How to Keep Deer Out of the Yard and Garden

Deer love to feed on landscape plants, gardens, bulbs, and more. Learn how to keep them away.

If only all deer were like the cute, big-eyed, cartoon fawn that played in the forest with his best friends, a skunk and rabbit that we remember from our childhood. Unfortunately, trying to have a bountiful vegetable garden or beautiful landscape when deer are present can present challenges. The furry beasts seem to know which plants are your favorites and have appetites that are tough to beat. (A single deer can eat up to 10 pounds of food daily.) In addition to tender plants, bulbs, grass, and leaves, deer favor much of the same food we do, with the exception of strong-tasting plants like rhubarb, asparagus, and garlic. Here are some telltale signs that deer have invaded your yard:

  • Nibbled buds and scraped bark

  • Half-eaten fruit and vegetables

  • Torn or ripped leaves with jagged edges

  • Damaged shrubs or trampled plants

  • Droppings

  • Tracks shaped like upside-down hearts

To keep deer from treating your yard like their personal all-you-can-eat buffet, you'll need a plan. Here are some tips to help keep them out of your yard.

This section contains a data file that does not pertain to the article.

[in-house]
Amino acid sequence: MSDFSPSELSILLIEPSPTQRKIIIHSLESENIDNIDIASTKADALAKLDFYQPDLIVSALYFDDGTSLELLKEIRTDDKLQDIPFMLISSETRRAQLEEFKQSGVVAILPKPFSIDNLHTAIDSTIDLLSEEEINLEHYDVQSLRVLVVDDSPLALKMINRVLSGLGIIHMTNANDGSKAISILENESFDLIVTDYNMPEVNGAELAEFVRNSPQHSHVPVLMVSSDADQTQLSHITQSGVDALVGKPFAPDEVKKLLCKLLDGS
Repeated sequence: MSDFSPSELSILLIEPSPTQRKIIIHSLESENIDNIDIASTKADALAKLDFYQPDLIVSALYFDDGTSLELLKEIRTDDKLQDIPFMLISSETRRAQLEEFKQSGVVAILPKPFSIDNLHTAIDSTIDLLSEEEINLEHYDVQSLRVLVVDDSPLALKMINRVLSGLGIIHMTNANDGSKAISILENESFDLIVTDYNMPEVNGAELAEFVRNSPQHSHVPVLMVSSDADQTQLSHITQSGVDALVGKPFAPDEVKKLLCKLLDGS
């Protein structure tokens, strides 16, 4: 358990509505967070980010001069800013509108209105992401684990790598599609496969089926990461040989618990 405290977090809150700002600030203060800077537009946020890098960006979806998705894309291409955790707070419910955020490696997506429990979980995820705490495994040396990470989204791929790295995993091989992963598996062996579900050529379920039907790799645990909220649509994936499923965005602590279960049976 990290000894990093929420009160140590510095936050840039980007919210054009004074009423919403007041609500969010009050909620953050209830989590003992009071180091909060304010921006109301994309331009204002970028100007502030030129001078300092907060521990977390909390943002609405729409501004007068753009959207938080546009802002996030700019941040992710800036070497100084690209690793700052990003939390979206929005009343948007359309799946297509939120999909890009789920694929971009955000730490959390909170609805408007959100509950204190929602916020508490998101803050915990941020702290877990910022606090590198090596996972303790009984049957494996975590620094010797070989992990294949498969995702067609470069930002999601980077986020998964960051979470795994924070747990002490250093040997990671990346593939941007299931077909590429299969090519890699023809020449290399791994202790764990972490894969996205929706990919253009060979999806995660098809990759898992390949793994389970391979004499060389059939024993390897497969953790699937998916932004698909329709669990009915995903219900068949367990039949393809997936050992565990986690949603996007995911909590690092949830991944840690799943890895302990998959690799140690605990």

• Use a repellent. Apply Tomcat® Repellents Deer Repellent Ready-To-Use, which contains essential oils that have a smell and taste deer dislike. It's long-lasting and rain-resistant, and safe for plants, people, and pets (when used as directed).

  • Choose plants they don't like. Deer don't tend to bother plants with fuzzy or hairy leaves, prickly foliage, or strong scents. Include deer-repelling plant varieties such as iris, coneflower, lemon balm, sage, lavender, and garlic in your garden and flower beds. Check with your local university extension office for suggestions on deer-resistant varieties that grow well in your area. Also, if you have tender, tasty plants such as roses and berries, plant them closer to the house, where deer are less likely to graze.

  • Erect a barrier. Tall or electric fencing, or hedgerows, can help discourage deer from coming onto your property. Whichever you choose, it will be most effective when it is at least 8 feet high, as deer are excellent jumpers. If you'd prefer a shorter fence, construct a double barrier with about 5 feet between the inner and outer fences. If you're just looking to protect your garden beds, consider surrounding them with plastic netting or row covers.

  • Scare them away. Deter deer with a few commonsense scare tactics, including any combination of light, sound, and noise, such as wind chimes, automatic water sprinklers, barking dogs, and motion-activated spotlights.

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